|new_picture = face_recognition.load_image_file(file_name)|
|# Iterate through every face detected in the new picture|
|for face_encoding in face_recognition.face_encodings(new_picture):|
|# Run the algorithm of face comaprison for the detected face, with 0.5 tolerance|
|results = face_recognition.compare_faces([my_face_encoding], face_encoding, 0.5)|
|# Save the image to a seperate folder if there is a match|
|if results == True:|
|copyfile(file_name, "/home/deeplearning/Desktop/my_face/mavrodis/" + file_name)|
That’s pretty much it! Notice on line 21, a specific value (0.5) is provided. This is the tolerance (or threshold) of the algorithm. Higher tolerance tells the algorithm to be less strict, while lower means the opposite. It does take some time to run, since it has to check all 10,000+ photos (but there is surely room for some parallelization).
Tada! This is a success!
There are a couple of things we should notice. There are watermarks on the photos, but face recognition didn’t have any problems with that. Moreover, the algorithm works great for group photos, or photos that the face is far away from the camera lens.
About 160 pictures of me were detected using this algorithm. If you consider there were 90 students (90*160 = 14,400 pictures, some of which were group photos) it makes sense from a statistics point of view. However, I cannot provide a percentage of the accuracy, since that would require me going through each one of the original 10,400 photos, which is what I was intending to avoid to begin with.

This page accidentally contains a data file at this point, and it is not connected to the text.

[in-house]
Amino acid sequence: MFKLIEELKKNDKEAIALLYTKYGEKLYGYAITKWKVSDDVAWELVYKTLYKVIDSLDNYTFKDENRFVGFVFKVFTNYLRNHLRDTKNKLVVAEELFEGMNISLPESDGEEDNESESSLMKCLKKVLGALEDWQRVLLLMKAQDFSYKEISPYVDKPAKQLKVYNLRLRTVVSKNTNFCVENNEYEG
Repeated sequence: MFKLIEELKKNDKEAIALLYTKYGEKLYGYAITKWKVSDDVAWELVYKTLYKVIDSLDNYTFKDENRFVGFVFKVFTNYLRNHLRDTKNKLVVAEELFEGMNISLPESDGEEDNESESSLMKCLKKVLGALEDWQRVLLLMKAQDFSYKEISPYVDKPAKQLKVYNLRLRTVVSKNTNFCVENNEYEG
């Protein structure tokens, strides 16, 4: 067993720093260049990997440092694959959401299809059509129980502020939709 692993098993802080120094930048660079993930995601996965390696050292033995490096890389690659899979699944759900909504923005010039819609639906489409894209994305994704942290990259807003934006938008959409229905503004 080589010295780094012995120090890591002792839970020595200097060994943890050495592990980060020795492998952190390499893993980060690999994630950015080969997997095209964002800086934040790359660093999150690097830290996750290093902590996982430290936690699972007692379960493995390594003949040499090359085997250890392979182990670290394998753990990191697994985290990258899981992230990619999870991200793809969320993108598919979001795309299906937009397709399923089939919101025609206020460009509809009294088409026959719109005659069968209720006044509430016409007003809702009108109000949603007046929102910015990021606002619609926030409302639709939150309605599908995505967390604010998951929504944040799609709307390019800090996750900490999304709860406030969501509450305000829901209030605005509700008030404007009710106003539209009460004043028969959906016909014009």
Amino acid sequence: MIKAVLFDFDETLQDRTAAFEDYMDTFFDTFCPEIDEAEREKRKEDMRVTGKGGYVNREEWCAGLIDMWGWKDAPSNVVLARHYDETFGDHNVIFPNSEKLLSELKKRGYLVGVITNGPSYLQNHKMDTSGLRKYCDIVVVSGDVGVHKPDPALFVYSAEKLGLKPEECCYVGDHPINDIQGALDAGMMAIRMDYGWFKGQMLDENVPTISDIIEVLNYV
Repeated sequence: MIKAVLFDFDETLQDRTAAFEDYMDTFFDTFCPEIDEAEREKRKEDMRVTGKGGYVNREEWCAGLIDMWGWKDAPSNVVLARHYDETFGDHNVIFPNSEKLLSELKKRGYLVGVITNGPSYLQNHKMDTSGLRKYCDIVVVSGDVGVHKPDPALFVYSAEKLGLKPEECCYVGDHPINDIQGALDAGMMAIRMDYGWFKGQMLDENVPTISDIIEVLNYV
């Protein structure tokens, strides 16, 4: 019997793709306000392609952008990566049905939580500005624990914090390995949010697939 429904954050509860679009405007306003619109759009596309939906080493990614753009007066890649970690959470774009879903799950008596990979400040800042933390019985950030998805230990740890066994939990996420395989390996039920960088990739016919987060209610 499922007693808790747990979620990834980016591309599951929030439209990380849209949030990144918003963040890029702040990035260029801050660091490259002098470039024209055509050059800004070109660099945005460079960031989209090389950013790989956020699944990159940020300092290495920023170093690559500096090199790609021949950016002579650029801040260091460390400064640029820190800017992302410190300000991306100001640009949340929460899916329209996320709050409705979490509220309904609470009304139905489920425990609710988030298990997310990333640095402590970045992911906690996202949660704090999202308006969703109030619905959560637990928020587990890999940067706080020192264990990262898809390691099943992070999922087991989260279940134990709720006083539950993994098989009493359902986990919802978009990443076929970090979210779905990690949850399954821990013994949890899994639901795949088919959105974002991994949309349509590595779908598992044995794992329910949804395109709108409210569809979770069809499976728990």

I can tell you that there are false positives (people ending up in my folder, without being me) and that there are probably false negatives (photos of me that didn’t end up in my folder) but overall it seems that there are not many of those.
Now, this was fun! At least much more fun than going through all the photos manually. I think it took less time, too. Not to mention that all my friends asked me to run the script for their faces. I even did it for some parents that were there. Wouldn’t it be nice to see something like this implemented on photo shops’ websites?
Bill Gates once said:
I choose a lazy person to do a hard job. Because a lazy person will find an easy way to do it.
If you are the lazy person, give the hard job to a computer. It will save you time and effort.
Thanks for reading! Now, the lazy person needs to find the money to buy some of those graduation photos. No Machine Learning for that, I guess…